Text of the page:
Texas HHS supplemental budget proposals: House vs. Senate
Both chambers of the Texas Legislature have passed their version of a supplemental appropriations bill, and a conference committee is now in place to negotiate a final deal.
The proposals each dedicate almost the same amount of state funding to Health and Human Services (HHS) in the budget, but the House proposal puts funding toward a wider variety of efforts within the agency.
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The Senate package is about $8.4 billion total, with roughly $2.6 billion in state funding going to HHS in FY 2019. The House version spends $9.3 billion total — including $2.1 billion that extends into FY 2020-21 — of which $2.59 billion in state funding is allocated to HHS.
Both proposals cover a $4.4 billion Medicaid shortfall, of which $2.3 billion comes from federal funds.
Each chamber also dedicates $110 million from the Rainy Day Fund to the Health and Human Services Commission (HHSC) for reimbursement of funds transferred to disaster assistance programs to address needs after Hurricane Harvey.
Other appropriations in the Senate version include $300 million from the Rainy Day Fund for state hospital improvements. The House version of the bill provides a similar level of funding, but it’s allocated to a variety of HHS efforts, including:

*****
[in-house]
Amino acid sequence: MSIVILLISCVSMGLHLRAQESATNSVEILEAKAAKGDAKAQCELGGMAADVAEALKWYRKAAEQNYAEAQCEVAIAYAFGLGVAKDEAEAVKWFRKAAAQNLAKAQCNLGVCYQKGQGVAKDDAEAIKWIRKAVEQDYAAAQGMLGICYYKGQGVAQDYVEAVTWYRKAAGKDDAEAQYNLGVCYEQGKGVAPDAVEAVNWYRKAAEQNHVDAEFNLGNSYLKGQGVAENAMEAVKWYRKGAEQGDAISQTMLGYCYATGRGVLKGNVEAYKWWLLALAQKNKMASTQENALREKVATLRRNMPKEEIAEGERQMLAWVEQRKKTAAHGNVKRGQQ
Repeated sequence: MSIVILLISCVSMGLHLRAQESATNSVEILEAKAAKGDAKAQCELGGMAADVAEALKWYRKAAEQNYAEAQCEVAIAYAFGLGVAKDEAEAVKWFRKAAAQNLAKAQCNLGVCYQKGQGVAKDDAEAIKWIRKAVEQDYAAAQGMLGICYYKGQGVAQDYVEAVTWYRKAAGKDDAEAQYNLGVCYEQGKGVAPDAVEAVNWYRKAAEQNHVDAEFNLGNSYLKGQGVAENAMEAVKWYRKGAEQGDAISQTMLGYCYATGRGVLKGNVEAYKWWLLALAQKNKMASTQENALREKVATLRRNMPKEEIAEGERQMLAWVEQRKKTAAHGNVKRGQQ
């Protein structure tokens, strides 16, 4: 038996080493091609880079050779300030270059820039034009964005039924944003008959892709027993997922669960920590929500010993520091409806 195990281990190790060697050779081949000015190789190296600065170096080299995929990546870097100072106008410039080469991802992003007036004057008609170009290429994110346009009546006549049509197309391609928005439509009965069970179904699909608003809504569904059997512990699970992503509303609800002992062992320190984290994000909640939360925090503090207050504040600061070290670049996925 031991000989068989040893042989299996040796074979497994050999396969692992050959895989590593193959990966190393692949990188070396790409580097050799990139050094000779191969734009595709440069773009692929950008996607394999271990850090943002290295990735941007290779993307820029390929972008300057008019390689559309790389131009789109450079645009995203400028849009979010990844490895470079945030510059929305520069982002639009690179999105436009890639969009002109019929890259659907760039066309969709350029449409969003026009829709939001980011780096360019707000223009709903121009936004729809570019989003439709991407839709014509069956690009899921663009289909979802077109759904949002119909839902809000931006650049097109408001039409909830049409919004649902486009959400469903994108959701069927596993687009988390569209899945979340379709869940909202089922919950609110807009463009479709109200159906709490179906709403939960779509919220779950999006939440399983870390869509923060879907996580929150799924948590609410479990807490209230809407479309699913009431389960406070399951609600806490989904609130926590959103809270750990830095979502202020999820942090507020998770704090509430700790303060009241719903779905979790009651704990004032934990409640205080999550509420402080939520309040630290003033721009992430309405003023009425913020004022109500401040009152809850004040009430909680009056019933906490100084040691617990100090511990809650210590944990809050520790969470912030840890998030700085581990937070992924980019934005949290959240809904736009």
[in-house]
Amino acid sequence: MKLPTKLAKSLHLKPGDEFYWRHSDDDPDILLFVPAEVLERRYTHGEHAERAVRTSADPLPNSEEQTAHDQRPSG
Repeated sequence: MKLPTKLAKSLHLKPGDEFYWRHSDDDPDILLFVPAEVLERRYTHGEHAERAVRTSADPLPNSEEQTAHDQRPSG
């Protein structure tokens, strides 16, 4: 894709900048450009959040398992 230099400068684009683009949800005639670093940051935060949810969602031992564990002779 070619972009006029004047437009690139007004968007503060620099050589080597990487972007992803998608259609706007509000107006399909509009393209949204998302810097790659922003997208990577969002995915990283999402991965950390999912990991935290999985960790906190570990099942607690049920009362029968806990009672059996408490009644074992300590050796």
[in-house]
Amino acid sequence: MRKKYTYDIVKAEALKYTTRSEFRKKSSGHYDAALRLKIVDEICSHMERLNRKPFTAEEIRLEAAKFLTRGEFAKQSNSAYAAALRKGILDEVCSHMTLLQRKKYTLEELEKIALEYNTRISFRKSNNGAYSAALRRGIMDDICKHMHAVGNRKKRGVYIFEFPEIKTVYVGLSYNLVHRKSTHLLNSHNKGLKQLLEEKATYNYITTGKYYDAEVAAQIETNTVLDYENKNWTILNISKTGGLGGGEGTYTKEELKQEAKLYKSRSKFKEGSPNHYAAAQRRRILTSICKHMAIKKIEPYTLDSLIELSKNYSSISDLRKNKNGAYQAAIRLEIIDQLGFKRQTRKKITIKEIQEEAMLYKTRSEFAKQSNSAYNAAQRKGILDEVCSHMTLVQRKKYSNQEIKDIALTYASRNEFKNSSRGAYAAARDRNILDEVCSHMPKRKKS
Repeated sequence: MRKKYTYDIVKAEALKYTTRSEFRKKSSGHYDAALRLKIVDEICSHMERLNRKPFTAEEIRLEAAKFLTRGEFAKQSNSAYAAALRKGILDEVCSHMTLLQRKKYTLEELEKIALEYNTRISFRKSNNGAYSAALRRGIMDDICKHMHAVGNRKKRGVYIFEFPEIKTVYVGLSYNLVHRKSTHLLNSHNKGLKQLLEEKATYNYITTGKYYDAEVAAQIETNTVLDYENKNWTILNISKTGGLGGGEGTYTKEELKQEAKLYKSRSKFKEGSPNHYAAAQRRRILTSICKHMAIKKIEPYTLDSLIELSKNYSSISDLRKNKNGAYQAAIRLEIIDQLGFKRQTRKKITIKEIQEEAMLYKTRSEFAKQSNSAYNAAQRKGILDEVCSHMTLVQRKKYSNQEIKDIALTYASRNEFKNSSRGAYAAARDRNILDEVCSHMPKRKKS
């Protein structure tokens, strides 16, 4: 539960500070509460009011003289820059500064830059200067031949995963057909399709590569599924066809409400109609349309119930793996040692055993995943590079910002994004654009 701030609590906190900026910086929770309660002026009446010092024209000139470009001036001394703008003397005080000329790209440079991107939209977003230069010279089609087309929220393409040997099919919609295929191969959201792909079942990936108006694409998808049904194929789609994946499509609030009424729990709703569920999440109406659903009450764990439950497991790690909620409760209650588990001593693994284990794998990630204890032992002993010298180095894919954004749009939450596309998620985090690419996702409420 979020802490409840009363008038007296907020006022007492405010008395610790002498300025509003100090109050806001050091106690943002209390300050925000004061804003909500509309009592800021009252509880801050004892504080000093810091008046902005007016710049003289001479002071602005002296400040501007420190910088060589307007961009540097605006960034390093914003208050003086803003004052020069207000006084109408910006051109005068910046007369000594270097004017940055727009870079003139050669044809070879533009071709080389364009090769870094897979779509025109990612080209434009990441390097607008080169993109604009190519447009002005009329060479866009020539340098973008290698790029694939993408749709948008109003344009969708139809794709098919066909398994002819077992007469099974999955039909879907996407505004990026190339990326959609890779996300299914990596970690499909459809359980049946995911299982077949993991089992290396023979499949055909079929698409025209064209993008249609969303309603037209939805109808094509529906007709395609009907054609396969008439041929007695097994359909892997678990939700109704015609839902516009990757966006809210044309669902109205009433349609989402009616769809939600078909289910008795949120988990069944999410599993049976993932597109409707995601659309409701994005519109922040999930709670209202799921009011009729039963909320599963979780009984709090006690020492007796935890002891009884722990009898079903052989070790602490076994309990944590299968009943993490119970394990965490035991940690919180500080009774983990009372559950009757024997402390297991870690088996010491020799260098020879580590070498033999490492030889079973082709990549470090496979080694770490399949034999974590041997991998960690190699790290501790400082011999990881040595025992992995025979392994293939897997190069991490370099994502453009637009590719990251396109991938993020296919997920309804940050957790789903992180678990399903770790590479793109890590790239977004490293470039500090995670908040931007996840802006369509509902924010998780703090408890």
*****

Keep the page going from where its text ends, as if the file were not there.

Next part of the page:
- $1 million each for pre-planning two new state hospitals — one in the Panhandle region and one in the Dallas area;
- $14 million from the general fund toward HHSC to make up for a Healthy Texas Women Program shortfall;
- $37.5 million from the general fund to HHSC for mental health state hospital services;
- $63.8 million from the general fund to HHSC for funding the Health Insurance providers Fee;
- $7.2 million from the general fund to HHSC for state supported living centers;
- $100 million from the general fund to HHSC for children’s hospital rate increases over two years;
- $3.5 million from the general fund for HHSC for early childhood intervention;
- $30 million in Rainy Day funds for the Department of State Health Services for grants to increase trauma capacity and improve the state’s infrastructure for trauma response; and
- $6.1 million from the general fund to the Board of Pharmacy to fund integration and upgrades for the Prescription Monitoring Program.